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Boston Review readers may know Stephen Burt better as a critic than as a poet, but hopefully this interview will help to right this imbalance. Burt has been described as “one of the most influential poetry critics of his generation,” and some of his most frequently referenced essays—including reviews introducing the terms “Elliptical Poets” and “The New Thing”—first appeared in these pages. A protégé of renowned poetry critic Helen Vendler, Burt currently teaches at Harvard University. He has published three books of poems—Popular Music, Parallel Play, and most recently, Belmont.
Like the sci-fi writers he teaches about, Burt has often been preoccupied with the ethics of the imagination. After crossing the threshold into a fantasy world, into the realm of art, can we safely dispense with ordinary obligations, with humanist precepts, with social norms? From what moral position can we criticize the impulse toward the imaginary? How comfortable are we with the distinction between art-making and escapism? Burt’s poems have always struggled with these questions with rigor, sympathy, and an aesthetic that delights in the particularities of landscapes and artifacts.
But in his recent poems—some of which appear here—these questions appear in new guises and with new urgency. Sparked by his recent decision to be more public about his transgender identity, Burt’s new poems ask to what extent we can rely on the imagination to craft something sufficiently durable, versatile, and portable to serve as an identity.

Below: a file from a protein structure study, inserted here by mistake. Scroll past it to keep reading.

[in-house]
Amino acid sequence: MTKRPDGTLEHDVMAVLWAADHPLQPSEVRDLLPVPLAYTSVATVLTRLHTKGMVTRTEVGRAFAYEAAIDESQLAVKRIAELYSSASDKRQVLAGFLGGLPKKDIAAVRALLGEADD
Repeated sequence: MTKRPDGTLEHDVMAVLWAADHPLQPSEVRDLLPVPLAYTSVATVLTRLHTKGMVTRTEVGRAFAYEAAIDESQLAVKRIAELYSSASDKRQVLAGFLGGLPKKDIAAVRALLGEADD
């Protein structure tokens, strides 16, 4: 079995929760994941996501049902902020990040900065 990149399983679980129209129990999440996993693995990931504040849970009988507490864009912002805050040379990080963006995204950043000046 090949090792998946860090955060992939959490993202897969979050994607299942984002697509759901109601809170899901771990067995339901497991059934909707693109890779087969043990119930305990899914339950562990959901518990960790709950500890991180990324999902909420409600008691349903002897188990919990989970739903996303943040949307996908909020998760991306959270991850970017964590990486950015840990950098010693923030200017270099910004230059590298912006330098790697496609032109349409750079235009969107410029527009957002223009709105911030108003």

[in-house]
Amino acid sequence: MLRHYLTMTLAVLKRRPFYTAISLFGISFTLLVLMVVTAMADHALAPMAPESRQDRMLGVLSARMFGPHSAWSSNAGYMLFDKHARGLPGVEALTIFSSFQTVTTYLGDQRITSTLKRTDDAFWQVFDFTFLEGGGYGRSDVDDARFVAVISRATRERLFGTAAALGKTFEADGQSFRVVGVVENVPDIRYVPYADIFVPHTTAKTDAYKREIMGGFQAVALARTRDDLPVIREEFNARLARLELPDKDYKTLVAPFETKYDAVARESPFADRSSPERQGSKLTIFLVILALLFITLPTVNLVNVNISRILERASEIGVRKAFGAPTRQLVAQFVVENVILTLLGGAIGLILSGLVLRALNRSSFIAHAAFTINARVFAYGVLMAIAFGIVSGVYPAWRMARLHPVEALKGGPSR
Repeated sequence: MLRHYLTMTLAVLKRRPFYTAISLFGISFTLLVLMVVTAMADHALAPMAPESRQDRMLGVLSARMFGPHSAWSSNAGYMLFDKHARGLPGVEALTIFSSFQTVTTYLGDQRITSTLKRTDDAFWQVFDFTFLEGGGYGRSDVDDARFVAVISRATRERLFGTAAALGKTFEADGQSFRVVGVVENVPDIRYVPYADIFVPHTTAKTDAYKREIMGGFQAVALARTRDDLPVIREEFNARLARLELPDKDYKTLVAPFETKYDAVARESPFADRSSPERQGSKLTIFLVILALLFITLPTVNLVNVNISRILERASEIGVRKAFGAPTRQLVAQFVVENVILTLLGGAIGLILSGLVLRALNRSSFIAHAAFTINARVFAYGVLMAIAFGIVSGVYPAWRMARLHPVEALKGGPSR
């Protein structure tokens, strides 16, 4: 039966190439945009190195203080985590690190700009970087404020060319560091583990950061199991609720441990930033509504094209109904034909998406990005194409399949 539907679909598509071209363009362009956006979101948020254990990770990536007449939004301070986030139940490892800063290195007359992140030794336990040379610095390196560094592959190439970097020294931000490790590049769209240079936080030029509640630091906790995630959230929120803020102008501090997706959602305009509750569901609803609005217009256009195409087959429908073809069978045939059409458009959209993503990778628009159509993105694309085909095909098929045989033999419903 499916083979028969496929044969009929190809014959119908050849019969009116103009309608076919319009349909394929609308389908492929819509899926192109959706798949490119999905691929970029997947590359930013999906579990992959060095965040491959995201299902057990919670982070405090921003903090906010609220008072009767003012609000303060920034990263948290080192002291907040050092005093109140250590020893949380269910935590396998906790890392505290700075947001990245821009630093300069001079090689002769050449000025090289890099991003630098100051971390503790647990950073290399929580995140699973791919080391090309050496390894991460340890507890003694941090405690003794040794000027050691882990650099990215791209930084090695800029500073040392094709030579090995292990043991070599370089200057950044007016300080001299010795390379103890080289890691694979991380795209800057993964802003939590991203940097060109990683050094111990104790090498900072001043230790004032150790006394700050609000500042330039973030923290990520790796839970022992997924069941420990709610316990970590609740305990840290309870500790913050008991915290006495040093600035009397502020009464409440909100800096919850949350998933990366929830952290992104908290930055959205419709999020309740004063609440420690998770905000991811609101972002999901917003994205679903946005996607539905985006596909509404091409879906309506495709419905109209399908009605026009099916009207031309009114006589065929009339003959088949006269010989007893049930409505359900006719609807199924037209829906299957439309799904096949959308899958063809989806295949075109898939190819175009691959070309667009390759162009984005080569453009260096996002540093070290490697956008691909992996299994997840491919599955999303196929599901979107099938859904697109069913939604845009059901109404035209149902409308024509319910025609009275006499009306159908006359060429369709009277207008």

As a disclaimer, I should add that Steve and I have been close friends since graduate school, so our conversation below, which we conducted over email late last summer, may be flavored by some of the luridly-colored beverages that have fuelled our many late-night talks about poetry and life.
Read “Paper Stephanie,” “Like Stephanie,” and “Fundamental Attribution Error (Meret Oppenheim & Stephanie)," three new poems by Stephen Burt.
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Monica Youn: In your new book Belmont, you say there are “two I’s in disguise.” I hear two main “I’s,” two speakers in the book. One we might call Minerva, “goddess of adults.” Her voice is authoritative—she has the academic’s fondness for the first-person plural, and she makes use of the second person to dispense diagnoses and expert advice. She tends to fall into strongly accented pentameter to bolster her arguments. The other voice—hesitant, fragmentary, subjunctive—we could name Stephanie. She tries on various costumes, she poses in front of the mirror, she lapses into silence. She is haunted by italicized voices, by half-remembered scenes. When both Minerva and Stephanie occupy the same poem, Minerva tends to get the last word. Are both of these voices disguises, fabricated “I’s”?